777 is a configuration that provides the maximum permissions to all types of users, where every digit stands for:

  • First digit – 7 – Owner can Read (4), Write (2), and Execute (1)
  • Second digit – 7 – Group can Read (4), Write (2), and Execute (1)
  • Third digit – 7 – Public can Read (4), Write (2), and Execute (1)

What Do the Letters in File Permissions Stand for?

Besides WordPress file permissions represented by digits, you can come across configurations represented by letters and dashes, where the letters bring the following meaning: 

  • r = read permissions
  • w = Write permissions
  • x = Execute permissions
  • – (hyphen) = No permissions

File permissions written in letters feature nine characters overall, where the first three letters defile the Owner’s permissions, the second three digits apply to the Group, and the last three – to the Public. Keeping this in mind, 777 equals rwxrwxrwx.

So, what’s the best configuration of file permissions that a WordPress site owner can define? The 777 configuration means that all types of users have full access to the modification, execution of files, as well as share the possibility to delete files/folders. It would bring you a headache and a lot of issues on your site.

If you set WordPress file permissions to 000, you face the risk of your site to stop functioning entirely. Taking this into account, the perfect file permissions for your WordPress site should be set between 000 and 777.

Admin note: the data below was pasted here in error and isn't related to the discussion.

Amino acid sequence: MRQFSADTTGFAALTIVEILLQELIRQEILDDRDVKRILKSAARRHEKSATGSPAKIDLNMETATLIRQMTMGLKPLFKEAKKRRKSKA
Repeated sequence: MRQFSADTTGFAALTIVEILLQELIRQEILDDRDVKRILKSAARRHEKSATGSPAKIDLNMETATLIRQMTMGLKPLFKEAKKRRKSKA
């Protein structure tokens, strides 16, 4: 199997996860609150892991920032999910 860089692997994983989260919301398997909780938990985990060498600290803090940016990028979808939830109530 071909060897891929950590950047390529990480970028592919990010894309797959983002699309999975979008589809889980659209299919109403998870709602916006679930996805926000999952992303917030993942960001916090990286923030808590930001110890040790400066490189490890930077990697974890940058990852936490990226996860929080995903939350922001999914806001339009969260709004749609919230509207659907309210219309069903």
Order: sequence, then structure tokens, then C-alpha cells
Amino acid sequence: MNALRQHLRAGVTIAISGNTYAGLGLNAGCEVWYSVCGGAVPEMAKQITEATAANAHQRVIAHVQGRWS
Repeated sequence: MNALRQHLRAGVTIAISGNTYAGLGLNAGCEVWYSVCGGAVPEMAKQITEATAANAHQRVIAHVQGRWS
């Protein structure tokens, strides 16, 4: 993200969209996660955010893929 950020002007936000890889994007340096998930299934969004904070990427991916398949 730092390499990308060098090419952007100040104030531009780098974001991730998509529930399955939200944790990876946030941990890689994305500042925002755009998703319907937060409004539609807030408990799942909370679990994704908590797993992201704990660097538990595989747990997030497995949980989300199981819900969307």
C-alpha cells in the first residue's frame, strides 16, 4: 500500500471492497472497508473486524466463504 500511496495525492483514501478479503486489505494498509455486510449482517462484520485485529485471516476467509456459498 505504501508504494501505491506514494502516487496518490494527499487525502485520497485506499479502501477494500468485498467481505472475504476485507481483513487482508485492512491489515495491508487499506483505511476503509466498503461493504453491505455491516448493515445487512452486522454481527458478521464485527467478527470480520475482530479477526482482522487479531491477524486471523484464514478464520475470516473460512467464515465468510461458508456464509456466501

Reasons to Change WordPress Permissions

Every good WordPress hosting provider should set up optimal file permissions with the auto-installer. If your WordPress site runs smoothly, you do not need to apply any further modifications to file permissions. 

If you opted for a manual installation, you might face some issues or come across restrictions while trying to add new plugins to your site. In such cases, managing WordPress permissions is a must-do. 

Optimal Permissions

To the biggest degree, the optimal configuration of file permission depends on how your site;’s hosting environment is configured. Configurations that work well for one hosting environment won’t work well for another one. 

It’s generally considered that it’s better to begin with the least permission configurations and move further to providing more permissions to users as the time passes. To begin with, set WordPress file permissions at 400. As soon as you realize that users need more permissions, you can move further to 644. 

Make it a rule of thumb that you never set WordPress permissions at 777. 

The right file permissions in WordPress should be:

  • 644 for files 
  • 755 for folders 

Bottom Line

Managing the right file permissions is an integral part of running a secure and well-functioning WordPress website. There is no need to worry about file permissions configurations if you use a reliable hosting service that configured file permissions with the auto-configure tool. However, if you opted for a manual setup, you need to play wise and edit file permissions carefully in order not to miss a thing.